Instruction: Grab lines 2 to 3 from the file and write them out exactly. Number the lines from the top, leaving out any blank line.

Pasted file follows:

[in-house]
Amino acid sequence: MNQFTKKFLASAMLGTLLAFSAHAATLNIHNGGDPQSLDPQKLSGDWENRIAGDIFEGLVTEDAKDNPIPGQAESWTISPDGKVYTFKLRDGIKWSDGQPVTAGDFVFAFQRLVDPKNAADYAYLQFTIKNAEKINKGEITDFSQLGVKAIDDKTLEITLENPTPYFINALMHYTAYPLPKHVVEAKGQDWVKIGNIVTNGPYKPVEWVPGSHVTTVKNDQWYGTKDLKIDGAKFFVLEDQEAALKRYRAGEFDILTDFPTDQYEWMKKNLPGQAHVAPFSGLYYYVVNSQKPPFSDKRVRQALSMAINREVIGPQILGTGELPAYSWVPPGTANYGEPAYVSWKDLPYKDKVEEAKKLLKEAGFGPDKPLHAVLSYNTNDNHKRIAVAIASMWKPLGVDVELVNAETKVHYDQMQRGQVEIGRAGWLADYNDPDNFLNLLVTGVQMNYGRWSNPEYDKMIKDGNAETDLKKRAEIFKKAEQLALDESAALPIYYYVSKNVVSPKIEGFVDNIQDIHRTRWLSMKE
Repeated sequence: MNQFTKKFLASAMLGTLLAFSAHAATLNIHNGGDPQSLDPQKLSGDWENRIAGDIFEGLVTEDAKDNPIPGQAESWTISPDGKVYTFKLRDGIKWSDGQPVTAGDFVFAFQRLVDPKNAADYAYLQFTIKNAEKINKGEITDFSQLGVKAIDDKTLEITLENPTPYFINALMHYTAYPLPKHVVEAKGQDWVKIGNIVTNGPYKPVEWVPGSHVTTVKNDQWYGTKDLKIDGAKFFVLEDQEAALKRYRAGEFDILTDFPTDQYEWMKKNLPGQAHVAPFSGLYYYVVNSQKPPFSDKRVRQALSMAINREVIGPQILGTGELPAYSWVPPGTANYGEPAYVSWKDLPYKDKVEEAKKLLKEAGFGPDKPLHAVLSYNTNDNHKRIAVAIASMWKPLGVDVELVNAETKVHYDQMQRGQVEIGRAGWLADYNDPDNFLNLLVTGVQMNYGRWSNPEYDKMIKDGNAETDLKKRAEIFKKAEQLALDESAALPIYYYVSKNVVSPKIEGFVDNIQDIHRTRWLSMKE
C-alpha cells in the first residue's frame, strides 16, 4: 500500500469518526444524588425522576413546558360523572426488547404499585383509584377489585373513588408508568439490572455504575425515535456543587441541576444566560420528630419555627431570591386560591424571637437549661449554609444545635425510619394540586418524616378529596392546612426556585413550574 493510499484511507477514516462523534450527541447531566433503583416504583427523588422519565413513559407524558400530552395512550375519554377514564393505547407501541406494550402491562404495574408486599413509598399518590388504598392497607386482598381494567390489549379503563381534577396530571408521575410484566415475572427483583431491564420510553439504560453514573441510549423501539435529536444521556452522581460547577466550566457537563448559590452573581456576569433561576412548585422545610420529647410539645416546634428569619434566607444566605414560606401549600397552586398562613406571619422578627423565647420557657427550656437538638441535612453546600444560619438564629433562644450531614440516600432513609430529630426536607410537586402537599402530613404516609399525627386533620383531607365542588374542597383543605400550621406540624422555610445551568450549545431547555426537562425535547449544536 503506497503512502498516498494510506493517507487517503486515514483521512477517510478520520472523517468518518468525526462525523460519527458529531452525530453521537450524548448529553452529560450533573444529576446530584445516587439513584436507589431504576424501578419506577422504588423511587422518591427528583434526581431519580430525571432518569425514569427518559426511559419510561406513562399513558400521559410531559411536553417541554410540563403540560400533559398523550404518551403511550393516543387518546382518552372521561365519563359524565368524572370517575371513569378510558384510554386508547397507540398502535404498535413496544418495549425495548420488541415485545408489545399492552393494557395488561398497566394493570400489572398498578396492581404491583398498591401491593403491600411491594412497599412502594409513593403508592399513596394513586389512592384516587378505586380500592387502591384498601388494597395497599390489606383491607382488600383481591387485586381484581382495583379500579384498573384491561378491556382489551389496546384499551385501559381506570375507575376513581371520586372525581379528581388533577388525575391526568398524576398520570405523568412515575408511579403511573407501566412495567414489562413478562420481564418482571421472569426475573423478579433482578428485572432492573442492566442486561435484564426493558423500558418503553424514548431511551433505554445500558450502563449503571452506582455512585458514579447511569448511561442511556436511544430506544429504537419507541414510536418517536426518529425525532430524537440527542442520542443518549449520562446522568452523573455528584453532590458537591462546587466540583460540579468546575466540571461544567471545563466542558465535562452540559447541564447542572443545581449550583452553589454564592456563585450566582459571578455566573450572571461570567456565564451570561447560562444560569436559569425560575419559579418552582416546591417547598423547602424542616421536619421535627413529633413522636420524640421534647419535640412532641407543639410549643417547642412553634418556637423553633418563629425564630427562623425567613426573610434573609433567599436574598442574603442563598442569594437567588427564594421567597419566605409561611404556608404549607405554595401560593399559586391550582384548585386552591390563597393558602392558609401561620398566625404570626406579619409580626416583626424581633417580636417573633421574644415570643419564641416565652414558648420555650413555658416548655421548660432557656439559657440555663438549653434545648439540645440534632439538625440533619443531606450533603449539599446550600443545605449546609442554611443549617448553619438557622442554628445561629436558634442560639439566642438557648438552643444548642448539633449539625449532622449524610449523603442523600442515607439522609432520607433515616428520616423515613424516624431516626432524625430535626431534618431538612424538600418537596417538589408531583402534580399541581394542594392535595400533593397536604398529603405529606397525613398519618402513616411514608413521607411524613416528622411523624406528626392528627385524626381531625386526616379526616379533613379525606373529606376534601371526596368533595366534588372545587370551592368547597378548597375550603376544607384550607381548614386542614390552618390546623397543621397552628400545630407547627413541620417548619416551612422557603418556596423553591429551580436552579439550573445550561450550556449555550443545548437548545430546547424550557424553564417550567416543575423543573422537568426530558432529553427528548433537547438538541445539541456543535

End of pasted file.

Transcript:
Amino acid sequence: MNQFTKKFLASAMLGTLLAFSAHAATLNIHNGGDPQSLDPQKLSGDWENRIAGDIFEGLVTEDAKDNPIPGQAESWTISPDGKVYTFKLRDGIKWSDGQPVTAGDFVFAFQRLVDPKNAADYAYLQFTIKNAEKINKGEITDFSQLGVKAIDDKTLEITLENPTPYFINALMHYTAYPLPKHVVEAKGQDWVKIGNIVTNGPYKPVEWVPGSHVTTVKNDQWYGTKDLKIDGAKFFVLEDQEAALKRYRAGEFDILTDFPTDQYEWMKKNLPGQAHVAPFSGLYYYVVNSQKPPFSDKRVRQALSMAINREVIGPQILGTGELPAYSWVPPGTANYGEPAYVSWKDLPYKDKVEEAKKLLKEAGFGPDKPLHAVLSYNTNDNHKRIAVAIASMWKPLGVDVELVNAETKVHYDQMQRGQVEIGRAGWLADYNDPDNFLNLLVTGVQMNYGRWSNPEYDKMIKDGNAETDLKKRAEIFKKAEQLALDESAALPIYYYVSKNVVSPKIEGFVDNIQDIHRTRWLSMKE
Repeated sequence: MNQFTKKFLASAMLGTLLAFSAHAATLNIHNGGDPQSLDPQKLSGDWENRIAGDIFEGLVTEDAKDNPIPGQAESWTISPDGKVYTFKLRDGIKWSDGQPVTAGDFVFAFQRLVDPKNAADYAYLQFTIKNAEKINKGEITDFSQLGVKAIDDKTLEITLENPTPYFINALMHYTAYPLPKHVVEAKGQDWVKIGNIVTNGPYKPVEWVPGSHVTTVKNDQWYGTKDLKIDGAKFFVLEDQEAALKRYRAGEFDILTDFPTDQYEWMKKNLPGQAHVAPFSGLYYYVVNSQKPPFSDKRVRQALSMAINREVIGPQILGTGELPAYSWVPPGTANYGEPAYVSWKDLPYKDKVEEAKKLLKEAGFGPDKPLHAVLSYNTNDNHKRIAVAIASMWKPLGVDVELVNAETKVHYDQMQRGQVEIGRAGWLADYNDPDNFLNLLVTGVQMNYGRWSNPEYDKMIKDGNAETDLKKRAEIFKKAEQLALDESAALPIYYYVSKNVVSPKIEGFVDNIQDIHRTRWLSMKE